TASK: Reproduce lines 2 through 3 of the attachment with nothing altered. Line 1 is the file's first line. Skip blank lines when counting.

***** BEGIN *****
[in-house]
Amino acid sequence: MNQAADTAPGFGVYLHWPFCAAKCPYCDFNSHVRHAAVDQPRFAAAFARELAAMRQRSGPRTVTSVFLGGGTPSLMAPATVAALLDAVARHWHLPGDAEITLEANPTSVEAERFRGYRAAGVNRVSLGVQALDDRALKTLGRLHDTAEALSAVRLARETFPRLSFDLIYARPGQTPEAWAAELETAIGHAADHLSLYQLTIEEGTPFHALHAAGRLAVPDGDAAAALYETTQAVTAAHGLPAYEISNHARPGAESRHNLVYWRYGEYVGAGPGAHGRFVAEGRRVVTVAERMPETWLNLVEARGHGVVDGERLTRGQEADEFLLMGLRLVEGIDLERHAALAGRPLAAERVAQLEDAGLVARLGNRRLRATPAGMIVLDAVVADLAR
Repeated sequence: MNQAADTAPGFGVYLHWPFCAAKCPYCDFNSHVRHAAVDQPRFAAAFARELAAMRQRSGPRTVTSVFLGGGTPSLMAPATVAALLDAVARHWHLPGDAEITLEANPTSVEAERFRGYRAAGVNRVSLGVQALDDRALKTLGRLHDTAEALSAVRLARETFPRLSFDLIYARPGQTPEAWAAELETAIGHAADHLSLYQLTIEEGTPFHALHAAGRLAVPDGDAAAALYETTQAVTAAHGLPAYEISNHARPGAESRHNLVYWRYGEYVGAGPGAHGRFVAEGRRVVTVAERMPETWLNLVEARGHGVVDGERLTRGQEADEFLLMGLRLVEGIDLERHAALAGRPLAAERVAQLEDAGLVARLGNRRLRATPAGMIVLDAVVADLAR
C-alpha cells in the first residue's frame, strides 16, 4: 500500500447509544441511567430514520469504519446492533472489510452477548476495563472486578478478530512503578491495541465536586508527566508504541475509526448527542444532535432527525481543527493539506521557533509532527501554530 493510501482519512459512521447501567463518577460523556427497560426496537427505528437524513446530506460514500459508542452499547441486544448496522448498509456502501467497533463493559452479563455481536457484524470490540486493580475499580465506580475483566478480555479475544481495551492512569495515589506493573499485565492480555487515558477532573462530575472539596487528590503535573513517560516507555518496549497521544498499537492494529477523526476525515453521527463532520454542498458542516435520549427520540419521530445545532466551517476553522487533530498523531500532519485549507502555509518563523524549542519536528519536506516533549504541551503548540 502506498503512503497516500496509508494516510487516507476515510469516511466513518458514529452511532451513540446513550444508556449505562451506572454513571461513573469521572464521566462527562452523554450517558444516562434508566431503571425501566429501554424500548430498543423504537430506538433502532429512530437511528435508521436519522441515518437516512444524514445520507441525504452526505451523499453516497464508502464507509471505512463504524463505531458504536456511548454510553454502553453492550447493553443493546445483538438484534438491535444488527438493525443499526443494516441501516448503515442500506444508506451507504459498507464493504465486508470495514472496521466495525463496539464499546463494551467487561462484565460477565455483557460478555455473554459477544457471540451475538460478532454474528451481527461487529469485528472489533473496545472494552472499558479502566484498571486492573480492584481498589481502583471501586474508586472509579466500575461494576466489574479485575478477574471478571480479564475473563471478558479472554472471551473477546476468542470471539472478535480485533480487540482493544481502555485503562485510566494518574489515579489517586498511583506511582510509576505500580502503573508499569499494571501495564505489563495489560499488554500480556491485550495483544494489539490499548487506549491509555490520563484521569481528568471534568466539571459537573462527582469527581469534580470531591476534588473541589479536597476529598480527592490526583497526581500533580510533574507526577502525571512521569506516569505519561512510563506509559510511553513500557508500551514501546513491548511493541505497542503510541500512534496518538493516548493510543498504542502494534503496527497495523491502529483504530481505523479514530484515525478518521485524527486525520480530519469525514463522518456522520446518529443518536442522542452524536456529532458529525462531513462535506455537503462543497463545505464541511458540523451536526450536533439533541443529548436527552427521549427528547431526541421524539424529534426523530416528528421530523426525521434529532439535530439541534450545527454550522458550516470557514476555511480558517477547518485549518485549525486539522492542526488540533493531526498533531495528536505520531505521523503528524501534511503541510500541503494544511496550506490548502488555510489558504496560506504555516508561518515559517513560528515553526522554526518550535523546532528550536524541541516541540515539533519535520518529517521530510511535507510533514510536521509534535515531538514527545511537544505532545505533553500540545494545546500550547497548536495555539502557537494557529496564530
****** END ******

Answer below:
Amino acid sequence: MNQAADTAPGFGVYLHWPFCAAKCPYCDFNSHVRHAAVDQPRFAAAFARELAAMRQRSGPRTVTSVFLGGGTPSLMAPATVAALLDAVARHWHLPGDAEITLEANPTSVEAERFRGYRAAGVNRVSLGVQALDDRALKTLGRLHDTAEALSAVRLARETFPRLSFDLIYARPGQTPEAWAAELETAIGHAADHLSLYQLTIEEGTPFHALHAAGRLAVPDGDAAAALYETTQAVTAAHGLPAYEISNHARPGAESRHNLVYWRYGEYVGAGPGAHGRFVAEGRRVVTVAERMPETWLNLVEARGHGVVDGERLTRGQEADEFLLMGLRLVEGIDLERHAALAGRPLAAERVAQLEDAGLVARLGNRRLRATPAGMIVLDAVVADLAR
Repeated sequence: MNQAADTAPGFGVYLHWPFCAAKCPYCDFNSHVRHAAVDQPRFAAAFARELAAMRQRSGPRTVTSVFLGGGTPSLMAPATVAALLDAVARHWHLPGDAEITLEANPTSVEAERFRGYRAAGVNRVSLGVQALDDRALKTLGRLHDTAEALSAVRLARETFPRLSFDLIYARPGQTPEAWAAELETAIGHAADHLSLYQLTIEEGTPFHALHAAGRLAVPDGDAAAALYETTQAVTAAHGLPAYEISNHARPGAESRHNLVYWRYGEYVGAGPGAHGRFVAEGRRVVTVAERMPETWLNLVEARGHGVVDGERLTRGQEADEFLLMGLRLVEGIDLERHAALAGRPLAAERVAQLEDAGLVARLGNRRLRATPAGMIVLDAVVADLAR